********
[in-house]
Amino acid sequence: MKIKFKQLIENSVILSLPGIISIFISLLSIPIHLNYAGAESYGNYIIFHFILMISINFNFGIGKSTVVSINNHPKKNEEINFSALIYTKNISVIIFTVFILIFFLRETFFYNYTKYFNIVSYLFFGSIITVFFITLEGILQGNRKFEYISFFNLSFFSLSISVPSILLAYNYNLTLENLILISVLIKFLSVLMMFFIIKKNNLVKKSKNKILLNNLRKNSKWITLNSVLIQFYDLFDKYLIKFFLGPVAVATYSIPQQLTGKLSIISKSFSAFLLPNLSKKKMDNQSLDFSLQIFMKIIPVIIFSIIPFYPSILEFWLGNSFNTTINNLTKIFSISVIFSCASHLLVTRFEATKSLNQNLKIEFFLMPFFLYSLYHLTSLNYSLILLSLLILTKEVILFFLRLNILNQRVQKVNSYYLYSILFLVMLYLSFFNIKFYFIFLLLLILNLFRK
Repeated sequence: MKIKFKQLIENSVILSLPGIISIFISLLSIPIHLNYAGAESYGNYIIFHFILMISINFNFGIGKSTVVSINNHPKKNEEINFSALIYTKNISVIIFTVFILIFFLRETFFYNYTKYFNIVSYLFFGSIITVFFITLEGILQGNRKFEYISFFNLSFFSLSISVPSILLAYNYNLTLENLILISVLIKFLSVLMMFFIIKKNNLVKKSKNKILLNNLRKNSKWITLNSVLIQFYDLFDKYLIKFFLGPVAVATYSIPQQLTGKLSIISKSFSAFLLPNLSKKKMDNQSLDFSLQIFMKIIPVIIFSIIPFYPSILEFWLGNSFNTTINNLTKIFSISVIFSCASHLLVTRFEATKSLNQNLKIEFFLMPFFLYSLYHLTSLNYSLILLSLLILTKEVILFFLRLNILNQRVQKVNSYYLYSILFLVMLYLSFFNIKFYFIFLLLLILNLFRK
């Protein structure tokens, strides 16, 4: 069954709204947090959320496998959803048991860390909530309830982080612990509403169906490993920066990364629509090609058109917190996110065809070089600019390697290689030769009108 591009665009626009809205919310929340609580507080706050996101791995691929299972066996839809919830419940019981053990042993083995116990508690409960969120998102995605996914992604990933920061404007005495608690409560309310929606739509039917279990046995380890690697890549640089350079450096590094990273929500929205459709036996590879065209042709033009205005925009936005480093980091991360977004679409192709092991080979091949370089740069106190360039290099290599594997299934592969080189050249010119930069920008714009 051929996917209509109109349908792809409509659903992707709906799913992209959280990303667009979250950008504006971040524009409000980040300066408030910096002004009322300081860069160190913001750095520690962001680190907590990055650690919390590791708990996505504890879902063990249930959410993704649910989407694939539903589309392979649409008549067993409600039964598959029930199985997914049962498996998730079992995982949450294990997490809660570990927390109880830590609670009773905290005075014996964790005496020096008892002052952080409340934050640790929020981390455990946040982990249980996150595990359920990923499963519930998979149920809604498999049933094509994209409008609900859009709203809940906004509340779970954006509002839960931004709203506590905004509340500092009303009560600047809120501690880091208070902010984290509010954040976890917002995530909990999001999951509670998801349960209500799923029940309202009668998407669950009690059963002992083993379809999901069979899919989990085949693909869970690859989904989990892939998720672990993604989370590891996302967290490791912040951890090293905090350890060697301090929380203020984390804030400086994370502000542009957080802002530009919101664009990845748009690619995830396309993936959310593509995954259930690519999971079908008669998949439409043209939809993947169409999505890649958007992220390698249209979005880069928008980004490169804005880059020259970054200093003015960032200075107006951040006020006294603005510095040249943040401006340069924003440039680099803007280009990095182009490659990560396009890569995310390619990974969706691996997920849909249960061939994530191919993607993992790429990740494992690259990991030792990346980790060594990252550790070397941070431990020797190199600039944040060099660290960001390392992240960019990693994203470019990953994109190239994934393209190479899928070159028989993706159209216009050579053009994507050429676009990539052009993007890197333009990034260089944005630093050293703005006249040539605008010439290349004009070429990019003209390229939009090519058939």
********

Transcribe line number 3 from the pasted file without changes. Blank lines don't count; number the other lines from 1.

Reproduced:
Repeated sequence: MKIKFKQLIENSVILSLPGIISIFISLLSIPIHLNYAGAESYGNYIIFHFILMISINFNFGIGKSTVVSINNHPKKNEEINFSALIYTKNISVIIFTVFILIFFLRETFFYNYTKYFNIVSYLFFGSIITVFFITLEGILQGNRKFEYISFFNLSFFSLSISVPSILLAYNYNLTLENLILISVLIKFLSVLMMFFIIKKNNLVKKSKNKILLNNLRKNSKWITLNSVLIQFYDLFDKYLIKFFLGPVAVATYSIPQQLTGKLSIISKSFSAFLLPNLSKKKMDNQSLDFSLQIFMKIIPVIIFSIIPFYPSILEFWLGNSFNTTINNLTKIFSISVIFSCASHLLVTRFEATKSLNQNLKIEFFLMPFFLYSLYHLTSLNYSLILLSLLILTKEVILFFLRLNILNQRVQKVNSYYLYSILFLVMLYLSFFNIKFYFIFLLLLILNLFRK